Vt. attorney general weighs in on policing issues in the state
The Rutland chapter of the NAACP invited Vermont Attorney General T.J. Donovan to talk about the state's criminal justice system.
A variety of topics were discussed Wednesday evening, including how the state handled online threats sent to former Vermont Rep. Kiah Morris.
Morris abruptly stepped down as a House representative last year after becoming the target of racial harassment online
Donovan says Morris was a victim of racial harassment but no charges will be filed because of free speech protections.
Many at the forum thought the state should have prosecuted the man behind the online threats.
Donovan told the crowd that the state did not have enough evidence to prosecute the man but he says his office is still investigating.
He also touched on new recommendations to the state on enhancing protective measures for immigrants. He wants police agencies to have more control over officers' communications with immigration authorities.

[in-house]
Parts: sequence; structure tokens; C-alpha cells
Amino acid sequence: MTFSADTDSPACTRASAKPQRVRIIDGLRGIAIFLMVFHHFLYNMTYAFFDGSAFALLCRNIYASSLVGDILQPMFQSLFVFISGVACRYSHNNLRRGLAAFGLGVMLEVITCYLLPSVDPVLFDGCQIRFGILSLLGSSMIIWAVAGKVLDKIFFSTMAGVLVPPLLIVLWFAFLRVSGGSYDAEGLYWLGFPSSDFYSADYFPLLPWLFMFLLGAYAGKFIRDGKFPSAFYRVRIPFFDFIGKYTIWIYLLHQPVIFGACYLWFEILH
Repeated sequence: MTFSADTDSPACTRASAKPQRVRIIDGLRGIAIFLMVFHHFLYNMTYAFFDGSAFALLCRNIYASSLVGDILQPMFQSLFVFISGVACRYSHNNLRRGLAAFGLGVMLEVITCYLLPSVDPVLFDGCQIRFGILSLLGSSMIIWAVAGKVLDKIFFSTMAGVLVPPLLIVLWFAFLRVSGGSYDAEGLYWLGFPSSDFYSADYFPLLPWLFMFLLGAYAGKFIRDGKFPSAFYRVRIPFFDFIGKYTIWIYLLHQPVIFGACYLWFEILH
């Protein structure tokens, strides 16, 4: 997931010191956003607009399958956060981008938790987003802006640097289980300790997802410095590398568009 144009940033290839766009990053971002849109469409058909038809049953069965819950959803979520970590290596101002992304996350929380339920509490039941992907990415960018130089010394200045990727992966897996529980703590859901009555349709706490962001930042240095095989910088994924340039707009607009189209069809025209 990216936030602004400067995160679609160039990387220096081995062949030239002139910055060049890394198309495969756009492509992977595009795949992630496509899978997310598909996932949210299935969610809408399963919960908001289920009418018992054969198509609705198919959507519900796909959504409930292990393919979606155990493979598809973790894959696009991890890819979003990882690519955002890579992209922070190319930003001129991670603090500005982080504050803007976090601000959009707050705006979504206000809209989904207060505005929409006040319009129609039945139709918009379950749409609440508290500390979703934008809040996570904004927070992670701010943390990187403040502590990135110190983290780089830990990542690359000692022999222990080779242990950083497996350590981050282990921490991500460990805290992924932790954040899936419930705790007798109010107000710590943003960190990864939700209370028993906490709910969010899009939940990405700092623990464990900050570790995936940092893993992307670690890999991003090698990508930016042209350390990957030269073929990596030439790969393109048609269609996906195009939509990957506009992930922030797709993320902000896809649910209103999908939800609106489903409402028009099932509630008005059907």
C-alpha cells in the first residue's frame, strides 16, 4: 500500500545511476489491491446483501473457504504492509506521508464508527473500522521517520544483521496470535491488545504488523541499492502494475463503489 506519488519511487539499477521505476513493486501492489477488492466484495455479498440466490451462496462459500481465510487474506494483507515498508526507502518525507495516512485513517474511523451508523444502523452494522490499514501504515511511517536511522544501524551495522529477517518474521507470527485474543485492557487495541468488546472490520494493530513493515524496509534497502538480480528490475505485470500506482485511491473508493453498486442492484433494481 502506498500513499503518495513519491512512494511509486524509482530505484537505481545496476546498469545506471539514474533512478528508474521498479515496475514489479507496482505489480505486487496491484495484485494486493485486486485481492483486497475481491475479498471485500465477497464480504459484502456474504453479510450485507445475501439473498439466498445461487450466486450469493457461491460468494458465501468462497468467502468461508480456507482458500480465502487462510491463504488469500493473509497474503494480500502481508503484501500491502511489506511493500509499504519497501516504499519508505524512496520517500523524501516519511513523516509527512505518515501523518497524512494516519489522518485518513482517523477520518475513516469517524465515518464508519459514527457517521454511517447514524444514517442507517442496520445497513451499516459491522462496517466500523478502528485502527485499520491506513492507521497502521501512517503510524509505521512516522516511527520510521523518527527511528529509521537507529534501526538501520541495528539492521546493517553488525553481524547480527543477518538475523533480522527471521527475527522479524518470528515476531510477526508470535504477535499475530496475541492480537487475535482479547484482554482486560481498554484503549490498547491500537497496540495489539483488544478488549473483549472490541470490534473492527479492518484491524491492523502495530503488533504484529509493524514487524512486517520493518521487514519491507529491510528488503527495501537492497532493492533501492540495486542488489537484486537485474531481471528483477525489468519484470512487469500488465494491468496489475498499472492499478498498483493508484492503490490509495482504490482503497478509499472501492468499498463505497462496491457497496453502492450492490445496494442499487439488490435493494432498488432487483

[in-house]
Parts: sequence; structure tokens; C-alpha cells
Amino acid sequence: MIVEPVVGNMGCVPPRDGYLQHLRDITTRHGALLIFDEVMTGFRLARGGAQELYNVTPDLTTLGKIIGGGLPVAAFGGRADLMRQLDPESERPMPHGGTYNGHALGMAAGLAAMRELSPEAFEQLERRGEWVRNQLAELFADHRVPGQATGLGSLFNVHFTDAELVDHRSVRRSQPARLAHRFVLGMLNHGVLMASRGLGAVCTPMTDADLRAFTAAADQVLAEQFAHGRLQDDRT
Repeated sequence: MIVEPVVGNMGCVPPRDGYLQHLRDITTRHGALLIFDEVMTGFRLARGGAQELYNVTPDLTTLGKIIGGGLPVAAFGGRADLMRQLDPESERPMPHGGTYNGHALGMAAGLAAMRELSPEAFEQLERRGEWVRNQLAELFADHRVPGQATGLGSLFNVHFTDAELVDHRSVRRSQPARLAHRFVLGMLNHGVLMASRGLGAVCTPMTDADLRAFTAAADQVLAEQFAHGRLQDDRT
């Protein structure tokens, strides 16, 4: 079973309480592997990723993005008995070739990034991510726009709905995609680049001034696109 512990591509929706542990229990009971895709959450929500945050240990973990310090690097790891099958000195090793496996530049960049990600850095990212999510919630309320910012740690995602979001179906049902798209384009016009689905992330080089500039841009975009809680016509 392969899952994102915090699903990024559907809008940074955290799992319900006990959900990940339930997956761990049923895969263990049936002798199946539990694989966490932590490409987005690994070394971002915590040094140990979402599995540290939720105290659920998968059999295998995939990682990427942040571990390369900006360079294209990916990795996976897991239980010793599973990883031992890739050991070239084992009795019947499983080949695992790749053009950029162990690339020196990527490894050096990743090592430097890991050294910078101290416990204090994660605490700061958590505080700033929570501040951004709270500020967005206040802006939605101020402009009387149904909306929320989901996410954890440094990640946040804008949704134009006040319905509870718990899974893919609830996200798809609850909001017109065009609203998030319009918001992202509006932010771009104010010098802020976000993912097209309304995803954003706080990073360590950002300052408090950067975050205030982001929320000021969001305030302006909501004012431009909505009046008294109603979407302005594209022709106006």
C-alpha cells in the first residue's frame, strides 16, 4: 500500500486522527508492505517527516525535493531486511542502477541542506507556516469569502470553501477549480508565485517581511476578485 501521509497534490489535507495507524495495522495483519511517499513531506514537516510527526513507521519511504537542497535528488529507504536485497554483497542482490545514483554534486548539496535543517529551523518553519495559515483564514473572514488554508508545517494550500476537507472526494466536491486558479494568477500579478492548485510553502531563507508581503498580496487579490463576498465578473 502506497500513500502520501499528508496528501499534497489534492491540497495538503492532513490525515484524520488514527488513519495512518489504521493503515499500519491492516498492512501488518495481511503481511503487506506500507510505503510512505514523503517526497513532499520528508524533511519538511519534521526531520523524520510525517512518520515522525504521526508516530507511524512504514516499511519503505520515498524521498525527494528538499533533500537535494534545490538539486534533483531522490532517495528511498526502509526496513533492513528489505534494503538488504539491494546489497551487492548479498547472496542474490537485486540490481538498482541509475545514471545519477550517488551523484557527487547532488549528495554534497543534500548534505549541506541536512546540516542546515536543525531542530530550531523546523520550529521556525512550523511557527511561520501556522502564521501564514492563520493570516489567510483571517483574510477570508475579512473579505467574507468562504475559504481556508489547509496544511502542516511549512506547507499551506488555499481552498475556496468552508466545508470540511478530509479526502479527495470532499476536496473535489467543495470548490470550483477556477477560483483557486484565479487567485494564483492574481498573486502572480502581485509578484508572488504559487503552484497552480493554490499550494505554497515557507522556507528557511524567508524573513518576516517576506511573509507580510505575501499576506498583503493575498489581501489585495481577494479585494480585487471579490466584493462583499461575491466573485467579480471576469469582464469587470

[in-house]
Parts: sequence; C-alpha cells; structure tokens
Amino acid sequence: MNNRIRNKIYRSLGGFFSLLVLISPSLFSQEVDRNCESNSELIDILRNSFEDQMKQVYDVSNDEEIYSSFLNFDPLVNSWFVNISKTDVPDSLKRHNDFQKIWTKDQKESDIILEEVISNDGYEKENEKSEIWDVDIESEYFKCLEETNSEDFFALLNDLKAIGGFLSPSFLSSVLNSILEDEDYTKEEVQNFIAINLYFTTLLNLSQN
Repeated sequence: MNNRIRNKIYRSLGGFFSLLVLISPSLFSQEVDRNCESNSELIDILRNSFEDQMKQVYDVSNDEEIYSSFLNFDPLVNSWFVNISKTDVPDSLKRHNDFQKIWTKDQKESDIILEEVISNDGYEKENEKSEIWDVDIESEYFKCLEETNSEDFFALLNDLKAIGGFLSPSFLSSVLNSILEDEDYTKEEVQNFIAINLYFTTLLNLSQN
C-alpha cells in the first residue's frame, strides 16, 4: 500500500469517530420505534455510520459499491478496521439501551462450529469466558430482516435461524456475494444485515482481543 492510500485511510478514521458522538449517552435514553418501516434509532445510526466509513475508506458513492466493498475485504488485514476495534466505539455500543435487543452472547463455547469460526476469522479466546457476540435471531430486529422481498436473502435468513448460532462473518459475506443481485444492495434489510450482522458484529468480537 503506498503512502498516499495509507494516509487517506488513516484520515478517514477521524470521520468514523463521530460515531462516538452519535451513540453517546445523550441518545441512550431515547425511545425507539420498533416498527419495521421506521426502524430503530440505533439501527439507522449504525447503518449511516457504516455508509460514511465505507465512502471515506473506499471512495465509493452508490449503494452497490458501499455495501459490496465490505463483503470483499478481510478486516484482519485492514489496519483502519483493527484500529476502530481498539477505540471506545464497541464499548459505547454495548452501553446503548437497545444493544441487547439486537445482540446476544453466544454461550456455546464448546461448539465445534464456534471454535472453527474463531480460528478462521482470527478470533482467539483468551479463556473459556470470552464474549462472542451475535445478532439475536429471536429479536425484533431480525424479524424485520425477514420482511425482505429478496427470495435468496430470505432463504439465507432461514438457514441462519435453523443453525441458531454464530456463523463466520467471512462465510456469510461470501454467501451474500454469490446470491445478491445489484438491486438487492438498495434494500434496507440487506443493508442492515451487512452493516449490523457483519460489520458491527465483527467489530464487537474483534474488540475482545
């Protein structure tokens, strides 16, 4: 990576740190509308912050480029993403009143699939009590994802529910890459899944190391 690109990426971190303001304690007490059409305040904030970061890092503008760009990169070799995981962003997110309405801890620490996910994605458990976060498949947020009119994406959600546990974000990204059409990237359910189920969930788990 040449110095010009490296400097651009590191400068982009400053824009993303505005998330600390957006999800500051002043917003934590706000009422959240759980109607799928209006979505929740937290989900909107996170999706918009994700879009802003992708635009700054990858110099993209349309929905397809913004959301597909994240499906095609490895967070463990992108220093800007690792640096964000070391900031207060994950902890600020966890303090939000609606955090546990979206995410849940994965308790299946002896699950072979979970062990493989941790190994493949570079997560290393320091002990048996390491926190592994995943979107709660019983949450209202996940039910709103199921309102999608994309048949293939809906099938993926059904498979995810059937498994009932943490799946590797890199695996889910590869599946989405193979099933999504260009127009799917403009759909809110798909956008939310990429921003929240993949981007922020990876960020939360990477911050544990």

"We have to be unequivocal that law enforcement is local. It’s not a factor of ICE. We need to do community policing in Vermont, which is based on trust and relationships, not only from the policing community but from community to police,” said Donovan.
Donovan is also calling for Vermont police to be better trained to spot hate crimes and bias.
In 2017, the state got backlash from the federal government for requiring standardization of fair and impartial policing policies. Donovan says negotiations with the federal government are still ongoing.
WCAX News asked Donovan if the state could face repercussions from the federal government from this new policy.
Donovan said his main goal is to move forward and protect Vermonters, regardless of what the federal government says.